Geotimes
Web Extra Tuesday, February 24, 2004, last updated February 25 at 12:00 p.m. EST

Earthquake rocks Morocco

At 2:27 a.m. local time on Feb. 24, a magnitude-6.5 earthquake struck the northern coast of Morocco. CNN reports that close to 600 people have died and hundreds more have been injured or left homeless. And the numbers of those dead and injured continue to rise, as rescuers reach the remote, mountainous villages on the north coast and search for survivors.

The populated area closest to the epicenter is the Mediterranean port city Al Hoceima — in which most buildings are built to withstand earthquakes — so the damage is slight, according to Reuters. However, villages around Al Hoceima, where most buildings are constructed of primitive mud-brick, are badly damaged, with some reports suggesting whole towns were demolished. Many people likely are still buried under the rubble of their collapsed homes, and rescuers worry that time to find survivors may be running out.

Today, a magnitude-6.5 earthquake rocked northern Moroccans as they slept. Courtesy of USGS.

Roughly 300,000 to 400,000 people live in the region, most of whom live in the mountainous villages outside of Al Hoceima. Rescuers have had trouble getting to these affected areas, which on a good day can take several hours to reach by car. Officials say the casualties are mostly in these rural areas and are mostly women and children as most of the area's men work overseas, according to Al Hoceima's mayor in a CNN report.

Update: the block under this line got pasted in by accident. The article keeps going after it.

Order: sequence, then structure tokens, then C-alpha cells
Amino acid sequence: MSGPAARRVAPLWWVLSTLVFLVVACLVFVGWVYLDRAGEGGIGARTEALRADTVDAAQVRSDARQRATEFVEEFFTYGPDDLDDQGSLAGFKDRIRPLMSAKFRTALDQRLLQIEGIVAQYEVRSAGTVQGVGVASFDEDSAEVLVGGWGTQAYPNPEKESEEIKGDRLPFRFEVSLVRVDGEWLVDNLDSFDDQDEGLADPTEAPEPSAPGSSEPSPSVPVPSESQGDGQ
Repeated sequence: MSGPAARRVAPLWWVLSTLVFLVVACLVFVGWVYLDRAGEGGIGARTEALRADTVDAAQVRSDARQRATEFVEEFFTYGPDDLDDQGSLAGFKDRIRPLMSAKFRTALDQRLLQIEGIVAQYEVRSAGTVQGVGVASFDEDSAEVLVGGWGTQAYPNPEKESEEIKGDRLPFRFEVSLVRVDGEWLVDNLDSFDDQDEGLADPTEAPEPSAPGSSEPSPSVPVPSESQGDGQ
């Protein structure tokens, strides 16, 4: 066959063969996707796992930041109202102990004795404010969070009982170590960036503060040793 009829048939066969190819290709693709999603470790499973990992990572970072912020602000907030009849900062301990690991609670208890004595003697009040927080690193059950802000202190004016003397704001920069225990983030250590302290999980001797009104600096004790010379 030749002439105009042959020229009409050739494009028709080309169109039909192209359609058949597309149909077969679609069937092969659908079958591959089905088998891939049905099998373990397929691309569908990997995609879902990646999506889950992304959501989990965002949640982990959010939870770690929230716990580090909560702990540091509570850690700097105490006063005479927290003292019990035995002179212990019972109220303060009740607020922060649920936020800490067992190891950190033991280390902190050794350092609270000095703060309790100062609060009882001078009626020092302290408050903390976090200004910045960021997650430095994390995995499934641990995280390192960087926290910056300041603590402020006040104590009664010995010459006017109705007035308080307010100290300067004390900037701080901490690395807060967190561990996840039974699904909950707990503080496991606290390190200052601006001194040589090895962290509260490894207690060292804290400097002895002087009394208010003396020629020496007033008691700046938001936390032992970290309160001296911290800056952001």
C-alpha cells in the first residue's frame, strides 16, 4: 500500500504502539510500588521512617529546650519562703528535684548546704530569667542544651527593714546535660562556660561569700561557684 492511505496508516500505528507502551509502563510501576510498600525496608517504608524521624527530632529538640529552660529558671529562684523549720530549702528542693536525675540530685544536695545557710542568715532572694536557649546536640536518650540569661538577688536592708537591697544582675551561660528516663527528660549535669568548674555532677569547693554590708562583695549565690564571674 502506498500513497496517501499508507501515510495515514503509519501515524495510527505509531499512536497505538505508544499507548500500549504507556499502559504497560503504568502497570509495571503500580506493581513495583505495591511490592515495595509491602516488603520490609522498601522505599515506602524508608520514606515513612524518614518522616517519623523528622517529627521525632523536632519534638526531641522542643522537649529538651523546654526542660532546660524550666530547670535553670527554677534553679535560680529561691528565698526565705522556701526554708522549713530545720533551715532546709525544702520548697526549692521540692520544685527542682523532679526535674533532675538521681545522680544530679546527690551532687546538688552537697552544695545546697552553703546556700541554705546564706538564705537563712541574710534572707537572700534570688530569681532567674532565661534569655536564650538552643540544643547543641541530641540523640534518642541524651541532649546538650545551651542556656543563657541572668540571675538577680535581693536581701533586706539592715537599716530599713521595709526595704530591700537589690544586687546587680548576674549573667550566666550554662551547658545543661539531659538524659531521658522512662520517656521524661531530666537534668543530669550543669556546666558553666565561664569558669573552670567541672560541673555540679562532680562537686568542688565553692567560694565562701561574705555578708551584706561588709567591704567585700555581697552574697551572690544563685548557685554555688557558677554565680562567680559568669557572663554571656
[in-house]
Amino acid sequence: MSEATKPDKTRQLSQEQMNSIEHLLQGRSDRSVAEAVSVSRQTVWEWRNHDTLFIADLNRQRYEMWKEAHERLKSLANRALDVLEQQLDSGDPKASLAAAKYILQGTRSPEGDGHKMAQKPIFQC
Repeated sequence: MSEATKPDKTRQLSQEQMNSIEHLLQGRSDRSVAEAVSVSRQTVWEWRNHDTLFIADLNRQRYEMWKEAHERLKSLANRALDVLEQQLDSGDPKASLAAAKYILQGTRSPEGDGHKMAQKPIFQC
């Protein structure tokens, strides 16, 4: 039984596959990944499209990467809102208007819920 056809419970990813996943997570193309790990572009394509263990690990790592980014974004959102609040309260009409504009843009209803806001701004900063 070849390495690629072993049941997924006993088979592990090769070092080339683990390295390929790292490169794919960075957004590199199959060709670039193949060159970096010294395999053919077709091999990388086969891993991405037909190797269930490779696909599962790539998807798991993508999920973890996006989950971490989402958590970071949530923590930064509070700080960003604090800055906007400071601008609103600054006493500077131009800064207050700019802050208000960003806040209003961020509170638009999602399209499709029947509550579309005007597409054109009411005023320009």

On Feb. 25, Morocco's King Mohamed VI visited the region after mobilizing a rescue effort including soldiers, police, firefighters and helicopters. Furthermore, the United States, Spain, France, Italy, Portugal, Belgium and Algeria have all offered financial aid or workers to Morocco, and an international Red Cross team has arrived in the region.

The shallow earthquake occurred roughly a mile deep in the Strait of Gibraltar along the boundary of the African and Eurasian plates — the most seismically active region of Morocco. The U.S. Geological Survey says that a preliminary determination of the earthquake's origin reveals that this quake likely occurred as a slip along one of the many northeast-southwest trending faults in the Strait. The tremor was felt as far away as southern Spain.

The last major earthquake to hit North Africa was a magnitude-6.8 quake that struck neighboring Algeria on May 21, 2003, killing more than 2,200 people (Geotimes, May 23, 2003).

Megan Sever

Links:
U.S. Geological Survey Earthquake Hazards
Reuters quake story
AFP quake story
CNN quake story

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